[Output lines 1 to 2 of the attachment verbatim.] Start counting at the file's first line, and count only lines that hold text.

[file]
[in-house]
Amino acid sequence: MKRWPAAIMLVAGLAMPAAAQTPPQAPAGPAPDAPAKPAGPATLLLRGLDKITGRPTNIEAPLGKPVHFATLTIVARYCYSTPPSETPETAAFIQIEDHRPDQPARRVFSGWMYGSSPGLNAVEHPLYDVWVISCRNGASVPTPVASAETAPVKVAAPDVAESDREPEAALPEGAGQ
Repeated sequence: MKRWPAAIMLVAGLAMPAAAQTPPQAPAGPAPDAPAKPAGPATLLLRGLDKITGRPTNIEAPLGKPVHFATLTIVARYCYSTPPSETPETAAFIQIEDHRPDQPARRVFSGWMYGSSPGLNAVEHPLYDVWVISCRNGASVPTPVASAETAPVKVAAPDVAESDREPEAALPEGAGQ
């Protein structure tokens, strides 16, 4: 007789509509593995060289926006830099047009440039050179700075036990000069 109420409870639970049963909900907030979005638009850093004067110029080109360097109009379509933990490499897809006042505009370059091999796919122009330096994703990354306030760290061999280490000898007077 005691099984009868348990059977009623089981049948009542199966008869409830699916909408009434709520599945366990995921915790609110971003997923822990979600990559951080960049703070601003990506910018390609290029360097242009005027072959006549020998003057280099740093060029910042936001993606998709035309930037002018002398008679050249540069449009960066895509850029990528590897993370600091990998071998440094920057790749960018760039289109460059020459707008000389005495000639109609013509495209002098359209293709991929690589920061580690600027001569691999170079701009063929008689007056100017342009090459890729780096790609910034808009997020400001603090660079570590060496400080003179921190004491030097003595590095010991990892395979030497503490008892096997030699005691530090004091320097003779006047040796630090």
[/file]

[in-house]
Amino acid sequence: MKRWPAAIMLVAGLAMPAAAQTPPQAPAGPAPDAPAKPAGPATLLLRGLDKITGRPTNIEAPLGKPVHFATLTIVARYCYSTPPSETPETAAFIQIEDHRPDQPARRVFSGWMYGSSPGLNAVEHPLYDVWVISCRNGASVPTPVASAETAPVKVAAPDVAESDREPEAALPEGAGQ